Technical books for microcomputers and their languages were already a dime a dozen in the 70s and 80s. Depending on the depth one was looking for, and how many candles were present on one's birthday cake, the books from Usborne Publishing in particular were definitely the wheat rather than the chaff.

The imaginatively designed books on topics such as BASIC, computer controlled robots, or music using a keyboard in conjunction with a computer have almost cult status today.

Maybe they have cult status - depends on who you ask, I guess.

Anyway, Usborne has (not just today) decided, to make a whole series of these books from the 80s available for free as PDFs. And since the link to the collection dropped down on HN this week, we couldn't help, but poke around a bit in this beautiful collection of nostalgia.

The books are definitely not out of date. If you want to inspire kids with BASIC or another topic today, these books will still be the perfect literature in 2022. And if you remember one or the other book yourself, but don't own it anymore, you can at least enjoy the digital version again here.

[If the link doesn't work, choose English as language and US as locale, then reload.]


Share the signal:

Game of Life in ASM on MEGA65

Game of Life on MEGA65
Imagesource: https://mega65.org/

Even if the MEGA65 is supposed to represent the never released C65 from Commodore, its CPU architecture is clearly superior to that of its predecessor C64. As with the breadbin, however, with the help of cleverly sequenced assembly mnemonics it is possible, to get much more performance out of the box, than would be the case, with one of the available high-level languages.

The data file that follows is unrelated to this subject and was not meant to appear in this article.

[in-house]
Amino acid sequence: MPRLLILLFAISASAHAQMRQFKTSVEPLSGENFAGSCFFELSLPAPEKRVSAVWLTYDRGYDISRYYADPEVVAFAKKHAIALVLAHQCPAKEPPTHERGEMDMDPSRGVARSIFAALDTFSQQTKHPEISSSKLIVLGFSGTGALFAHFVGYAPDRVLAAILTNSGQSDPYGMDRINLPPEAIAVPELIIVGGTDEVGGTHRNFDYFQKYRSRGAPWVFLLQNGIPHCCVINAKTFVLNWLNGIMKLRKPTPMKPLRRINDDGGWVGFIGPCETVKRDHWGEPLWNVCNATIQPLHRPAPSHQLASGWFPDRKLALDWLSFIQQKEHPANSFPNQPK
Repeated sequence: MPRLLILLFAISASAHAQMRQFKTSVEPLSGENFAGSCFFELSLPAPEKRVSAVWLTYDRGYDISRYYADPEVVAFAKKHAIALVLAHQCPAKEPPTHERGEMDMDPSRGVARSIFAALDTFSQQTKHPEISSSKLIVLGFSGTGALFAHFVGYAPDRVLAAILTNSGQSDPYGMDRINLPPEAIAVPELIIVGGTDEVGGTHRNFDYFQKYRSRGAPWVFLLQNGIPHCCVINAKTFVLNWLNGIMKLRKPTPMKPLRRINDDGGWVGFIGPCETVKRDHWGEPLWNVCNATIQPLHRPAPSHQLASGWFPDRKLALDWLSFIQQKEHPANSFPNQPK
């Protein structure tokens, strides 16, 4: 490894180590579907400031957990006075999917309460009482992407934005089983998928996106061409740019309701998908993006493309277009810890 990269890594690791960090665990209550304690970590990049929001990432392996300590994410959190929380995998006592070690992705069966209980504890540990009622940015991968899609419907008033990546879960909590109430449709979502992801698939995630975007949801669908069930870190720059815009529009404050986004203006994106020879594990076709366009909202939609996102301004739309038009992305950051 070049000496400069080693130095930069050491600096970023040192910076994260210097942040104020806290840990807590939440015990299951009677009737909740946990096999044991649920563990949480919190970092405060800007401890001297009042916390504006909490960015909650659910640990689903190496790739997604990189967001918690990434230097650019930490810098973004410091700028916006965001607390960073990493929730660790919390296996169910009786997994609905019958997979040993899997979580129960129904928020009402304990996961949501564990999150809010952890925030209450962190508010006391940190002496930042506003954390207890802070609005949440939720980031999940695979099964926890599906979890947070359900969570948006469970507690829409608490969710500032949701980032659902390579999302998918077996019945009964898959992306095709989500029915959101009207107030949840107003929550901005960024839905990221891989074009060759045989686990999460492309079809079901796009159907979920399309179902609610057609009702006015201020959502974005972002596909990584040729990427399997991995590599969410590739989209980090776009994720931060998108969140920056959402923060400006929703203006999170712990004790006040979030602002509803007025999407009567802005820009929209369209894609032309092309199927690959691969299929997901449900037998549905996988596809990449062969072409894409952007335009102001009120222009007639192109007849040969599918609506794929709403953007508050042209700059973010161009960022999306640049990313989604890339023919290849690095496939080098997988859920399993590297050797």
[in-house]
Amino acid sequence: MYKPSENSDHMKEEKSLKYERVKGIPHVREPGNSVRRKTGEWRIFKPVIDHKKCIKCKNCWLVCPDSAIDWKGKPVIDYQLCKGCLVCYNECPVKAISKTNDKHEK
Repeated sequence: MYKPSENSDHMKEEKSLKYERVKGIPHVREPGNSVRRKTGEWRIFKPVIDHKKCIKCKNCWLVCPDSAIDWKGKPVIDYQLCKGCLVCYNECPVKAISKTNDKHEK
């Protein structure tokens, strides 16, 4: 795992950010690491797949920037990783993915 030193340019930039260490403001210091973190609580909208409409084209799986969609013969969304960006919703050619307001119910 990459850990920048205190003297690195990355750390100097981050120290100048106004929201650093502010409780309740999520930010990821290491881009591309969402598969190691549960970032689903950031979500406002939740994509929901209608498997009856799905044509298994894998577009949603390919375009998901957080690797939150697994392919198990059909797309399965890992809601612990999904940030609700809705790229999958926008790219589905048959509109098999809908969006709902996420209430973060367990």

In addition, Assembly is just fun with the instruction set that can definitely be described as "reduced“. (That is, if you define something like that as fun for yourself. 🤓)

Dan Sanderson is riding exactly this wave right now, has taken a look at the assembler ACME, and implemented Conway's Game of Life in Assembly.

Just the thing for a cold, snowy Saturday night in winter. 😄

The whole thing works in the emulator too. "I don’t have one…" therefore doesn't count as an excuse.

Share the signal:

Logo AI
Imagesource: https://www.pexels.com/

This is a lovely one. To some people Logo will not only be some programming language, but it might even have been the first step on their way to computer science. With its founding year 1967 it has a few years under its belt. But it became really interesting for Logo, when home computing became a thing at the end of the 70s.

For those who can still remember the first, simple Logo experiments, the combination of Logo with the topic of AI will initially seem a bit weird. 😳

But believe it or not, already in the 70s (and certainly before) people were dealing with the topic of AI. We discovered a very nice proof of that online thanks to the team at the Edinburgh Computer History Project: